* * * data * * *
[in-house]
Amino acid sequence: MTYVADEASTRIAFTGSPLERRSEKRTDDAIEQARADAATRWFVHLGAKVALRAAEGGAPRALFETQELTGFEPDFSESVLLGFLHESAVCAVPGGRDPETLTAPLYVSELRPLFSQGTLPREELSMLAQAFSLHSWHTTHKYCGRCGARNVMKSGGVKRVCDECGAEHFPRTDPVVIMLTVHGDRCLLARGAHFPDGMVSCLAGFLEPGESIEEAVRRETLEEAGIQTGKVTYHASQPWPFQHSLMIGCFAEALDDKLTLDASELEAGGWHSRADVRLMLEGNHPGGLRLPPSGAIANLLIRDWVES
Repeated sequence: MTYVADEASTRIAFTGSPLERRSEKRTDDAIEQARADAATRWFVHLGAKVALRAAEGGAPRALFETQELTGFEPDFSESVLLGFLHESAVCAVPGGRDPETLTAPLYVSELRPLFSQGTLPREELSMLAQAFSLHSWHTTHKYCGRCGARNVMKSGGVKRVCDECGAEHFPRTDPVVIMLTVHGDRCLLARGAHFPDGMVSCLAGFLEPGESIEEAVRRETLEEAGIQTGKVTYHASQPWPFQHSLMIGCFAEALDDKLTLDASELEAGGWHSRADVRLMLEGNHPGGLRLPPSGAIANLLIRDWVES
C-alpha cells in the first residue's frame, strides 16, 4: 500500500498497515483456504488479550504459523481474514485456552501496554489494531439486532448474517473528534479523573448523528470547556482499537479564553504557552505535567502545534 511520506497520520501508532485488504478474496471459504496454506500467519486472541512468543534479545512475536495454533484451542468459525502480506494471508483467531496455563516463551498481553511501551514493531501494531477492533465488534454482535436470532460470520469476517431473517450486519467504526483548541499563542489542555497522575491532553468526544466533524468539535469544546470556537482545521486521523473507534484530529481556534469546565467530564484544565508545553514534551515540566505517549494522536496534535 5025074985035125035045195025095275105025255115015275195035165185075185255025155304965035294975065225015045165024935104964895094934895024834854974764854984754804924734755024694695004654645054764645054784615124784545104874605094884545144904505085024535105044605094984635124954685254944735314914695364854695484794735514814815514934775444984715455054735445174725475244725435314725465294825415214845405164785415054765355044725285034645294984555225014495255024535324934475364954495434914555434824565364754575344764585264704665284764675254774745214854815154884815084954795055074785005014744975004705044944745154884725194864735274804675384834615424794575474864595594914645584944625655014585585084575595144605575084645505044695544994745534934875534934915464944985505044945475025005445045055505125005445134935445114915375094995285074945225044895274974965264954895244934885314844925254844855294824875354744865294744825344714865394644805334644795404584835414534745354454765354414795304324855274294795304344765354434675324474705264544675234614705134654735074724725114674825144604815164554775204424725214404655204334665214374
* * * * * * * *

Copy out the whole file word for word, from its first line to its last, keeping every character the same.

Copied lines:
[in-house]
Amino acid sequence: MTYVADEASTRIAFTGSPLERRSEKRTDDAIEQARADAATRWFVHLGAKVALRAAEGGAPRALFETQELTGFEPDFSESVLLGFLHESAVCAVPGGRDPETLTAPLYVSELRPLFSQGTLPREELSMLAQAFSLHSWHTTHKYCGRCGARNVMKSGGVKRVCDECGAEHFPRTDPVVIMLTVHGDRCLLARGAHFPDGMVSCLAGFLEPGESIEEAVRRETLEEAGIQTGKVTYHASQPWPFQHSLMIGCFAEALDDKLTLDASELEAGGWHSRADVRLMLEGNHPGGLRLPPSGAIANLLIRDWVES
Repeated sequence: MTYVADEASTRIAFTGSPLERRSEKRTDDAIEQARADAATRWFVHLGAKVALRAAEGGAPRALFETQELTGFEPDFSESVLLGFLHESAVCAVPGGRDPETLTAPLYVSELRPLFSQGTLPREELSMLAQAFSLHSWHTTHKYCGRCGARNVMKSGGVKRVCDECGAEHFPRTDPVVIMLTVHGDRCLLARGAHFPDGMVSCLAGFLEPGESIEEAVRRETLEEAGIQTGKVTYHASQPWPFQHSLMIGCFAEALDDKLTLDASELEAGGWHSRADVRLMLEGNHPGGLRLPPSGAIANLLIRDWVES
C-alpha cells in the first residue's frame, strides 16, 4: 500500500498497515483456504488479550504459523481474514485456552501496554489494531439486532448474517473528534479523573448523528470547556482499537479564553504557552505535567502545534 511520506497520520501508532485488504478474496471459504496454506500467519486472541512468543534479545512475536495454533484451542468459525502480506494471508483467531496455563516463551498481553511501551514493531501494531477492533465488534454482535436470532460470520469476517431473517450486519467504526483548541499563542489542555497522575491532553468526544466533524468539535469544546470556537482545521486521523473507534484530529481556534469546565467530564484544565508545553514534551515540566505517549494522536496534535 5025074985035125035045195025095275105025255115015275195035165185075185255025155304965035294975065225015045165024935104964895094934895024834854974764854984754804924734755024694695004654645054764645054784615124784545104874605094884545144904505085024535105044605094984635124954685254944735314914695364854695484794735514814815514934775444984715455054735445174725475244725435314725465294825415214845405164785415054765355044725285034645294984555225014495255024535324934475364954495434914555434824565364754575344764585264704665284764675254774745214854815154884815084954795055074785005014744975004705044944745154884725194864735274804675384834615424794575474864595594914645584944625655014585585084575595144605575084645505044695544994745534934875534934915464944985505044945475025005445045055505125005445134935445114915375094995285074945225044895274974965264954895244934885314844925254844855294824875354744865294744825344714865394644805334644795404584835414534745354454765354414795304324855274294795304344765354434675324474705264544675234614705134654735074724725114674825144604815164554775204424725214404655204334665214374